The human metabolite of cannabidiol, 7-hydroxy cannabidiol, but not 7-carboxy cannabidiol, is anticonvulsant in the maximal electroshock seizure threshold test (MEST) in mouse

Abstract number : 1.435
Submission category : 7. Antiepileptic Drugs / 7A. Animal Studies
Year : 2017
Submission ID : 381222
Source : www.aesnet.org
Presentation date : 12/2/2017 5:02:24 PM
Published date : Nov 20, 2017, 11:02 AM

Authors :
Benjamin J. Whalley, Greenwich Biosciences; Colin Stott, GW Research Ltd; Royston A. Gray, GW Research Ltd; and Nicholas A. Jones, GW Research Ltd

Rationale: Cannabidiol (CBD) is a component derived from the cannabis plant (Cannabis Sativa L.). In three separate randomized placebo-controlled clinical trials, purified CBD (GW Pharmaceuticals) was shown to be significantly superior to placebo in reducing seizure frequency in Lennox-Gastaut and Dravet syndromes (AES Ann Meeting; 2016; abst; 1.377; N Engl J Med; 2017; 376; 2011-20). 7-hydroxy CBD (7-OH-CBD) and 7-carboxy CBD (7-COOH-CBD) are two major metabolites produced after oral administration of CBD in humans (Cannabis Cannabinoid Res; 2016; 1; 90-101). However, neither central nervous system exposure nor contributions to the anticonvulsant effects of CBD of these metabolites have been assessed. We determined the potential for CNS exposure of these metabolites and examined their effects in the maximal electroshock seizure threshold test in the mouse; a model of generalized seizure. Methods: Each metabolite was investigated in a separate study. In the case of 7-OH-CBD, male NMRI mice (12 animals/group; 26.8 ± 0.2 g; Janvier Labs, France) were treated intraperitoneally (IP) with either 7-OH-CBD (150 & 200 mg/kg; GW Research) CBD (200 mg/kg; GW Research) or cannabinoid vehicle (ethanol:KolliphorEL:0.9% saline; 1:1:18) 60 minutes before testing, diazepam (2 mg/kg; Coopération Pharmaceutique Française, France) or diazepam vehicle (0.2% hydroxypropylmethylcellulose in 0.9% saline) 30 minutes before testing. In the case of 7-COOH-CBD, male NMRI mice (12 animals/group; 24.4 ± 0.2 g; Janvier Labs, France) were treated IP with either vehicle (ethanol:KolliphorEL:0.9% saline 1:1:18 ratio), 7-COOH-CBD (50, 100, 150 & 200 mg/kg; GW Research), CBD (200 mg/kg; GW Research) 60 minutes before testing or diazepam (2 mg/kg; Coopération Pharmaceutique Française, France) 30 minutes before testing. In both studies, seizure threshold was assessed via a stimulus (50 mA, 0.6 ms pulse, 0.4s duration, 50Hz) delivered using a constant current generator (Ugo Basile 57800) via corneal electrodes. Mice were assessed for exhibition of tonic convulsions (hind limb extension; J Pharmacol Exp Ther; 1952; 106; 319-330). Statistical analysis was performed by comparison of drug treated groups with respective vehicle group using Fisher’s Exact Probability Tests.  Results: 7-OH-CBD (P<0.001 for both doses), CBD (P<0.001) and diazepam (P<0.05) significantly reduced incidence of tonic convulsions when compared with the relevant vehicle-dosed groups. In the second study, while CBD (P<0.001) and diazepam (P<0.05) significantly reduced incidence of tonic convulsions, 7-COOH-CBD (P>0.05) had no effect at any dose examined when compared with the vehicle group. Conclusions: The present study determined that the two major human metabolites of CBD (7-OH-CBD and 7-COOH-CBD) are brain penetrant but only 7-OH-CBD exerts significant anticonvulsant effects in the MEST test in mice. As such, 7-OH-CBD but not 7-COOH-CBD may contribute towards the overall, independent anticonvulsant effect of CBD following systemic exposure. Funding: Funded by GW Research Ltd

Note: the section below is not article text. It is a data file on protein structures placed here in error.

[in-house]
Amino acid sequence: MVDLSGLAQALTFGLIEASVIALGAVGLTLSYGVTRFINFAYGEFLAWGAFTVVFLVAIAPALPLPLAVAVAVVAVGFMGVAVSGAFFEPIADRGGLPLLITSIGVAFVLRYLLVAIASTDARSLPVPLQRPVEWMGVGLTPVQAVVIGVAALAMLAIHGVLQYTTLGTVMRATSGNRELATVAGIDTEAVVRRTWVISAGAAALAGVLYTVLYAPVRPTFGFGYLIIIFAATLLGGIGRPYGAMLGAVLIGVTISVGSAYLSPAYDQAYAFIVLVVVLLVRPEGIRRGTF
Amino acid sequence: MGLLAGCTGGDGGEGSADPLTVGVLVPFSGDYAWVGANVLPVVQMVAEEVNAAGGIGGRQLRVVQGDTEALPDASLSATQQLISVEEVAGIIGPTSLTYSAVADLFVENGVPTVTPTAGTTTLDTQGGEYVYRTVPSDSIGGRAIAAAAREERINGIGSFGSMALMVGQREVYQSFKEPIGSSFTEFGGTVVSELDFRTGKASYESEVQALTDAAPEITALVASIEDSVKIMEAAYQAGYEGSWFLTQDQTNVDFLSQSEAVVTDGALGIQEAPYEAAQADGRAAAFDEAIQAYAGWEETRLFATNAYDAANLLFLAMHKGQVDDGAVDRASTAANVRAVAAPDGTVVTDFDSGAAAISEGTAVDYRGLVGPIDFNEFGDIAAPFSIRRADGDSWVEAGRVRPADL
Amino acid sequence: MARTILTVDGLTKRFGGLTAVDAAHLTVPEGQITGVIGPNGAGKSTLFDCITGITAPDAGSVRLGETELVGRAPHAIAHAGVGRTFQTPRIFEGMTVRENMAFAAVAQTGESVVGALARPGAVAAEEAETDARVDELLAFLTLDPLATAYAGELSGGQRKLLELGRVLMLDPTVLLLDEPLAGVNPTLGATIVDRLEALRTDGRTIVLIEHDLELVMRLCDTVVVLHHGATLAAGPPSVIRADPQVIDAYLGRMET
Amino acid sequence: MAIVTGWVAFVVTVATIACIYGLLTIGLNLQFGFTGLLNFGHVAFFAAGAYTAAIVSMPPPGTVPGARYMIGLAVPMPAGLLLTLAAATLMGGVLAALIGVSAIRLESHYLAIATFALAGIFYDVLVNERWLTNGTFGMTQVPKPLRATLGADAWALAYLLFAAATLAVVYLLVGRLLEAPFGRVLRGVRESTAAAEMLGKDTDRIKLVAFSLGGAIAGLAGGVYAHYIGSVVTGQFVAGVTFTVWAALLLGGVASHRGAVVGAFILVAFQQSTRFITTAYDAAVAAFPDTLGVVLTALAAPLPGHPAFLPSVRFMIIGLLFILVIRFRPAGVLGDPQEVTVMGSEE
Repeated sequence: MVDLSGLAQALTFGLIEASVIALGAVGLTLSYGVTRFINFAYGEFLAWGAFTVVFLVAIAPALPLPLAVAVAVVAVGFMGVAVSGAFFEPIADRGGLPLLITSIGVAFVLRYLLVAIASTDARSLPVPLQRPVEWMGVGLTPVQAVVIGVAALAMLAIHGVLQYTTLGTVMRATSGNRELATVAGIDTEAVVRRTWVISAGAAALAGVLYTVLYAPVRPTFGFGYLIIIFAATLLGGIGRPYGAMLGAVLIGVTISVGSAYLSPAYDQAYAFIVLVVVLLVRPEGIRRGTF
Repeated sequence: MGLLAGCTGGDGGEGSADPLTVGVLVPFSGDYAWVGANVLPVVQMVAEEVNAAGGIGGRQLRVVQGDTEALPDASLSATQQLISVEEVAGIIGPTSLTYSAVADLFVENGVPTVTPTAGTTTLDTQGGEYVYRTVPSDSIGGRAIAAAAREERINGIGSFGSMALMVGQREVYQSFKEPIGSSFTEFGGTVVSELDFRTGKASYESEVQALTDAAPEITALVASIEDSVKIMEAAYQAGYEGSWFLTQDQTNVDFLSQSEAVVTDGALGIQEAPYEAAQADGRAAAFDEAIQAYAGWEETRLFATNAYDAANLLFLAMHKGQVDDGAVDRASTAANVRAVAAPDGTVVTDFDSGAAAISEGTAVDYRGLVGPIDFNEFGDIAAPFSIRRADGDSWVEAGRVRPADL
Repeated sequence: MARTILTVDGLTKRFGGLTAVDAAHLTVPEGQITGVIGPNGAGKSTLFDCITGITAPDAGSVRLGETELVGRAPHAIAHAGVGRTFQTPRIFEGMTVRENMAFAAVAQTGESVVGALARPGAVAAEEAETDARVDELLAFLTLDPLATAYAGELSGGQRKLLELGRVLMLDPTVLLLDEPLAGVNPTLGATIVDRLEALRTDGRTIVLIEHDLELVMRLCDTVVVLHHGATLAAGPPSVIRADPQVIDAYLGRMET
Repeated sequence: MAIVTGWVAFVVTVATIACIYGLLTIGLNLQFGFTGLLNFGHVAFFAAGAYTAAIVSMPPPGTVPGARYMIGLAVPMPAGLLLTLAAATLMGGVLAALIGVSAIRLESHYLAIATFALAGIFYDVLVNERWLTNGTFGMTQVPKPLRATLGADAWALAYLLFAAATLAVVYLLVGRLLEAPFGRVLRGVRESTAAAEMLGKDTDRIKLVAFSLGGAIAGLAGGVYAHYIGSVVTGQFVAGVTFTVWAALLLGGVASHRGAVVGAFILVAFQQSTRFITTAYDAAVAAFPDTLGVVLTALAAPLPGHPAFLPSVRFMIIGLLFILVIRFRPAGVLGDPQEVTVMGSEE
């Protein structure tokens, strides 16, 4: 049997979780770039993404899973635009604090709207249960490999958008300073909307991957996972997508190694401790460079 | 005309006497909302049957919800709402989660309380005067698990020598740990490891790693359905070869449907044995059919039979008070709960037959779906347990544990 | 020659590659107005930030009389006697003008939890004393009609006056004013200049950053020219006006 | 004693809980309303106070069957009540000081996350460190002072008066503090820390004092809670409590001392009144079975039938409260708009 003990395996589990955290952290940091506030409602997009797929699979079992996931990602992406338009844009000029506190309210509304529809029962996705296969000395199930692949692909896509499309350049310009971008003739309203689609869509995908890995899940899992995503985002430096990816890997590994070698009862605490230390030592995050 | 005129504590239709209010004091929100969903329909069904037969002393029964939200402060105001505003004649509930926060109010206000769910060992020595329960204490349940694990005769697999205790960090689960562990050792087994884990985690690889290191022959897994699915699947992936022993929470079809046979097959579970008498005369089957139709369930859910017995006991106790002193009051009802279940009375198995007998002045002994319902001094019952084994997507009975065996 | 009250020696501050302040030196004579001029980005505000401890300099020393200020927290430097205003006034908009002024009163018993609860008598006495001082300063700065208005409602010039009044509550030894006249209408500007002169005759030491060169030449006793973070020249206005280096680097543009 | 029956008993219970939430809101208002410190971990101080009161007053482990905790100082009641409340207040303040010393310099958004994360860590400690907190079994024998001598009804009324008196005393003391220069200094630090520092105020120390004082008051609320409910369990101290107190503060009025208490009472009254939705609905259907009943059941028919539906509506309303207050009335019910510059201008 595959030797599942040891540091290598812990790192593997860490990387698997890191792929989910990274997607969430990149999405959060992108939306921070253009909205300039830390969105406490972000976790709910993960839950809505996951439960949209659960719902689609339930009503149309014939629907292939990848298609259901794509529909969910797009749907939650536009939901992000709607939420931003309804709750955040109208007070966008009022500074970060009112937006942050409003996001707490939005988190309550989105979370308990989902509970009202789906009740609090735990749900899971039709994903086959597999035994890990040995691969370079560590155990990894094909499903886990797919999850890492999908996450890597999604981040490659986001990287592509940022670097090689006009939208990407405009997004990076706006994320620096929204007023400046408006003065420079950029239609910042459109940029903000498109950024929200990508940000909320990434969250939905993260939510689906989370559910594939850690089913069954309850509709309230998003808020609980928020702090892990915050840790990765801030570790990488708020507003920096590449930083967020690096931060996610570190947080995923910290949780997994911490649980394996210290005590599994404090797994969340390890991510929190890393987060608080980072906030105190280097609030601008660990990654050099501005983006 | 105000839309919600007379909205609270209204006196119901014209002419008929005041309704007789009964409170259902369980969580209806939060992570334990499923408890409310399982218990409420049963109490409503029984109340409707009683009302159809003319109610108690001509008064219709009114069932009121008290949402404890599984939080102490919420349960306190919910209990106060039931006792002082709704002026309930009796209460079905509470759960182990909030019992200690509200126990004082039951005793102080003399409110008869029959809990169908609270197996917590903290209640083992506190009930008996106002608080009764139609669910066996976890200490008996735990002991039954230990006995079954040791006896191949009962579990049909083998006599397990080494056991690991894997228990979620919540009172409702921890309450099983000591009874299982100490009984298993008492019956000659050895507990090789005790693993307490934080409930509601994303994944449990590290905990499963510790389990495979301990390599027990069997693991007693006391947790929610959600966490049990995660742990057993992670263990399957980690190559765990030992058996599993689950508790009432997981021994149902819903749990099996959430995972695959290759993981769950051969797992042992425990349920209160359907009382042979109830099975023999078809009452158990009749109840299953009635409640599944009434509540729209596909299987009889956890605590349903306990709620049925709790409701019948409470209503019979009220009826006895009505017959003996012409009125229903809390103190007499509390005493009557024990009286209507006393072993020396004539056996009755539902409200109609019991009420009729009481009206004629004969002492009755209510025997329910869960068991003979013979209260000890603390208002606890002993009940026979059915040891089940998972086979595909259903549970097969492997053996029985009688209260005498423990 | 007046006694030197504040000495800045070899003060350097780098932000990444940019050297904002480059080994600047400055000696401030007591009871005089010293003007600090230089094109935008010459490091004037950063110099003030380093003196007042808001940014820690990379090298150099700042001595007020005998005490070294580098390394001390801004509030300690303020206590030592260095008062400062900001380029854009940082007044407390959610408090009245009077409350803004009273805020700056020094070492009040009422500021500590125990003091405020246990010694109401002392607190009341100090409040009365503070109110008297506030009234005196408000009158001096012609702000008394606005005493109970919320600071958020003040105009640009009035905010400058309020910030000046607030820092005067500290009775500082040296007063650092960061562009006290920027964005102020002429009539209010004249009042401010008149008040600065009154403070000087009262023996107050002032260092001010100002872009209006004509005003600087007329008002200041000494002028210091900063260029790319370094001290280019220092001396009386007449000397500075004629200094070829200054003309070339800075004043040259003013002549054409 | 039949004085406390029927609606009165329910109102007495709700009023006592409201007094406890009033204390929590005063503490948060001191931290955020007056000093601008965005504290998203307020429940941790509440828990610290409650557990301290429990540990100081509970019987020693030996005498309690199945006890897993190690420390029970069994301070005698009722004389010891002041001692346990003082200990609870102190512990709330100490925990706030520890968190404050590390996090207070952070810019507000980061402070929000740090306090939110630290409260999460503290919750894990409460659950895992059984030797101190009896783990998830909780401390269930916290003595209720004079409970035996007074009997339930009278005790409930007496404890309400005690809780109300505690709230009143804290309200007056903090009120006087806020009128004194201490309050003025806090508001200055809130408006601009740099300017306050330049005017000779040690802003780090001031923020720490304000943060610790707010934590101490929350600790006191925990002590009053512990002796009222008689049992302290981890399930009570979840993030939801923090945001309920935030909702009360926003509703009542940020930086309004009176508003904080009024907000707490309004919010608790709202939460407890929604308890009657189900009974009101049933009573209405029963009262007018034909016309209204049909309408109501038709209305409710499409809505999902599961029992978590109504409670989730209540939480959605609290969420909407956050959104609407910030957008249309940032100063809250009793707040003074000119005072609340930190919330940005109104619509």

Antiepileptic Drugs